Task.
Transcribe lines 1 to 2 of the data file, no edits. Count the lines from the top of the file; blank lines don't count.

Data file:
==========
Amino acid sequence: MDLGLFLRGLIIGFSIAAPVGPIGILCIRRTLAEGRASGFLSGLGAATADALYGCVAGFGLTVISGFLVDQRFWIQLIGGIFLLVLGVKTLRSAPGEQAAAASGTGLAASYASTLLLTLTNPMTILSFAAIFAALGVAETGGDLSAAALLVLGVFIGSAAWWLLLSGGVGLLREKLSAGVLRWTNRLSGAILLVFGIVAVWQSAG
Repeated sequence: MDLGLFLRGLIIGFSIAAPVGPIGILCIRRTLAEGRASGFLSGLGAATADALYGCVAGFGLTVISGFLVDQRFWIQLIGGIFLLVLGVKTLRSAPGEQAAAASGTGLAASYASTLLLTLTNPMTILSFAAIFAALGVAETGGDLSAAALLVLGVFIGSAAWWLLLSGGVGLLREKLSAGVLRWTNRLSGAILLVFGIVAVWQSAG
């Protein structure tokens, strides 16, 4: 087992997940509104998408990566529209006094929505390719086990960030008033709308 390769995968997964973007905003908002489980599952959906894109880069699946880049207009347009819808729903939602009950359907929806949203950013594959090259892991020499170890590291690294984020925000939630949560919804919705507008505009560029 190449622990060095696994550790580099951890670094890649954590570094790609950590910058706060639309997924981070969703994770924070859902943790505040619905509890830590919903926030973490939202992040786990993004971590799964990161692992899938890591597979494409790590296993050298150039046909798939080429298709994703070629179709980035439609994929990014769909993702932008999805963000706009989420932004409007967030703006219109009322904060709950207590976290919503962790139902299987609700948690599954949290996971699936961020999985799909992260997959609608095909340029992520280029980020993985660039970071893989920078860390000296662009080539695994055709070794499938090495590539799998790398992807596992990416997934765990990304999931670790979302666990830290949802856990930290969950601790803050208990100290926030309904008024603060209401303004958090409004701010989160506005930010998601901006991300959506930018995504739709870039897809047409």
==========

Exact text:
Amino acid sequence: MDLGLFLRGLIIGFSIAAPVGPIGILCIRRTLAEGRASGFLSGLGAATADALYGCVAGFGLTVISGFLVDQRFWIQLIGGIFLLVLGVKTLRSAPGEQAAAASGTGLAASYASTLLLTLTNPMTILSFAAIFAALGVAETGGDLSAAALLVLGVFIGSAAWWLLLSGGVGLLREKLSAGVLRWTNRLSGAILLVFGIVAVWQSAG
Repeated sequence: MDLGLFLRGLIIGFSIAAPVGPIGILCIRRTLAEGRASGFLSGLGAATADALYGCVAGFGLTVISGFLVDQRFWIQLIGGIFLLVLGVKTLRSAPGEQAAAASGTGLAASYASTLLLTLTNPMTILSFAAIFAALGVAETGGDLSAAALLVLGVFIGSAAWWLLLSGGVGLLREKLSAGVLRWTNRLSGAILLVFGIVAVWQSAG